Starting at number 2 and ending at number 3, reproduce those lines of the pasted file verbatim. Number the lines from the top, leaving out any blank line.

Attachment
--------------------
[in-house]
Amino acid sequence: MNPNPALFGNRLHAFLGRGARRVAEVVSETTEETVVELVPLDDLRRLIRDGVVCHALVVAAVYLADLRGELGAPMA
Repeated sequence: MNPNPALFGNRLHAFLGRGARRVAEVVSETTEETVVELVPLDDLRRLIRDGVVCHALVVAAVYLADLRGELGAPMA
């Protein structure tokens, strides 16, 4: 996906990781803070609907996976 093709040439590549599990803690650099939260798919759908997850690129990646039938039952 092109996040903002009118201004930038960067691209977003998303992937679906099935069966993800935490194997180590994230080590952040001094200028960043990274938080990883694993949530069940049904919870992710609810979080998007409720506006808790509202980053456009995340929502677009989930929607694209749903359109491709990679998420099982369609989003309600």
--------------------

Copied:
Amino acid sequence: MNPNPALFGNRLHAFLGRGARRVAEVVSETTEETVVELVPLDDLRRLIRDGVVCHALVVAAVYLADLRGELGAPMA
Repeated sequence: MNPNPALFGNRLHAFLGRGARRVAEVVSETTEETVVELVPLDDLRRLIRDGVVCHALVVAAVYLADLRGELGAPMA